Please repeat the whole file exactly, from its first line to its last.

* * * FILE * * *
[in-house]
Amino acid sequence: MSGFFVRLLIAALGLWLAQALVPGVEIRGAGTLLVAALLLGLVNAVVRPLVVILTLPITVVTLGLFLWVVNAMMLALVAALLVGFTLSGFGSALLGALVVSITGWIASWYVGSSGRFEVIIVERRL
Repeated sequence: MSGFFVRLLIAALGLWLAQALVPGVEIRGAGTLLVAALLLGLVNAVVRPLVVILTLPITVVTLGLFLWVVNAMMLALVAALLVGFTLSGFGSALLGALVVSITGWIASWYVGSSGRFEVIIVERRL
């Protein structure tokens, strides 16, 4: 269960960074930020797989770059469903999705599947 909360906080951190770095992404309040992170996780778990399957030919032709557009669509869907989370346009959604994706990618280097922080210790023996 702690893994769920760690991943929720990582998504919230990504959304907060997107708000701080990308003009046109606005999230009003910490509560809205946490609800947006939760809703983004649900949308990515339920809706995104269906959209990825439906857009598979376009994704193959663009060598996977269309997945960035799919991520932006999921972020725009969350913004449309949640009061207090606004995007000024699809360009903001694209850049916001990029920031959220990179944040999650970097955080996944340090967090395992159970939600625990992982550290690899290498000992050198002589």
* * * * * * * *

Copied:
[in-house]
Amino acid sequence: MSGFFVRLLIAALGLWLAQALVPGVEIRGAGTLLVAALLLGLVNAVVRPLVVILTLPITVVTLGLFLWVVNAMMLALVAALLVGFTLSGFGSALLGALVVSITGWIASWYVGSSGRFEVIIVERRL
Repeated sequence: MSGFFVRLLIAALGLWLAQALVPGVEIRGAGTLLVAALLLGLVNAVVRPLVVILTLPITVVTLGLFLWVVNAMMLALVAALLVGFTLSGFGSALLGALVVSITGWIASWYVGSSGRFEVIIVERRL
């Protein structure tokens, strides 16, 4: 269960960074930020797989770059469903999705599947 909360906080951190770095992404309040992170996780778990399957030919032709557009669509869907989370346009959604994706990618280097922080210790023996 702690893994769920760690991943929720990582998504919230990504959304907060997107708000701080990308003009046109606005999230009003910490509560809205946490609800947006939760809703983004649900949308990515339920809706995104269906959209990825439906857009598979376009994704193959663009060598996977269309997945960035799919991520932006999921972020725009969350913004449309949640009061207090606004995007000024699809360009903001694209850049916001990029920031959220990179944040999650970097955080996944340090967090395992159970939600625990992982550290690899290498000992050198002589």